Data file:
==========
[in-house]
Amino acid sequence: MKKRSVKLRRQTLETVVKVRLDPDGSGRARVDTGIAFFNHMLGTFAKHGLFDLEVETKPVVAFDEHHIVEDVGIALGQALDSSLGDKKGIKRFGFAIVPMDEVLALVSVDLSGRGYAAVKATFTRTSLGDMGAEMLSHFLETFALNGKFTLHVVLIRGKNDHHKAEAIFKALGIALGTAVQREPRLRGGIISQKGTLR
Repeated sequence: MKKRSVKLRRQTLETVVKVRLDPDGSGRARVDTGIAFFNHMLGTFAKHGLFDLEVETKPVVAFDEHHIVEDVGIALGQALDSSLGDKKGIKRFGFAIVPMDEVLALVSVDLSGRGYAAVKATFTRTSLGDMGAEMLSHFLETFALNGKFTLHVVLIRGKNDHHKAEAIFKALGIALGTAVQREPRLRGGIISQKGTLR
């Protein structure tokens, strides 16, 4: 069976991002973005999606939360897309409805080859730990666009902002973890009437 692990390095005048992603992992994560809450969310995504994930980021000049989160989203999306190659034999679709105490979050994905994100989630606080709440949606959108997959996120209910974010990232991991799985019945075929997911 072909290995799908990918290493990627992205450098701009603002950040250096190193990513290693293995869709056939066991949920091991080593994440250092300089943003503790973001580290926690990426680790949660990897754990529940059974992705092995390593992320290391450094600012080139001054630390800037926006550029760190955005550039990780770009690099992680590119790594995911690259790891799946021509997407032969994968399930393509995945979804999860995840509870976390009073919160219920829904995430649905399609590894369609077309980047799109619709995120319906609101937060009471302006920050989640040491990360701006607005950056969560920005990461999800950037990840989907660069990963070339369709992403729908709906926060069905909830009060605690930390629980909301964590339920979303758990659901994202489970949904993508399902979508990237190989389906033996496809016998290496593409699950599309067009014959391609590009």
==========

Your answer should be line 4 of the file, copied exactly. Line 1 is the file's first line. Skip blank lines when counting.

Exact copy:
């Protein structure tokens, strides 16, 4: 069976991002973005999606939360897309409805080859730990666009902002973890009437 692990390095005048992603992992994560809450969310995504994930980021000049989160989203999306190659034999679709105490979050994905994100989630606080709440949606959108997959996120209910974010990232991991799985019945075929997911 072909290995799908990918290493990627992205450098701009603002950040250096190193990513290693293995869709056939066991949920091991080593994440250092300089943003503790973001580290926690990426680790949660990897754990529940059974992705092995390593992320290391450094600012080139001054630390800037926006550029760190955005550039990780770009690099992680590119790594995911690259790891799946021509997407032969994968399930393509995945979804999860995840509870976390009073919160219920829904995430649905399609590894369609077309980047799109619709995120319906609101937060009471302006920050989640040491990360701006607005950056969560920005990461999800950037990840989907660069990963070339369709992403729908709906926060069905909830009060605690930390629980909301964590339920979303758990659901994202489970949904993508399902979508990237190989389906033996496809016998290496593409699950599309067009014959391609590009």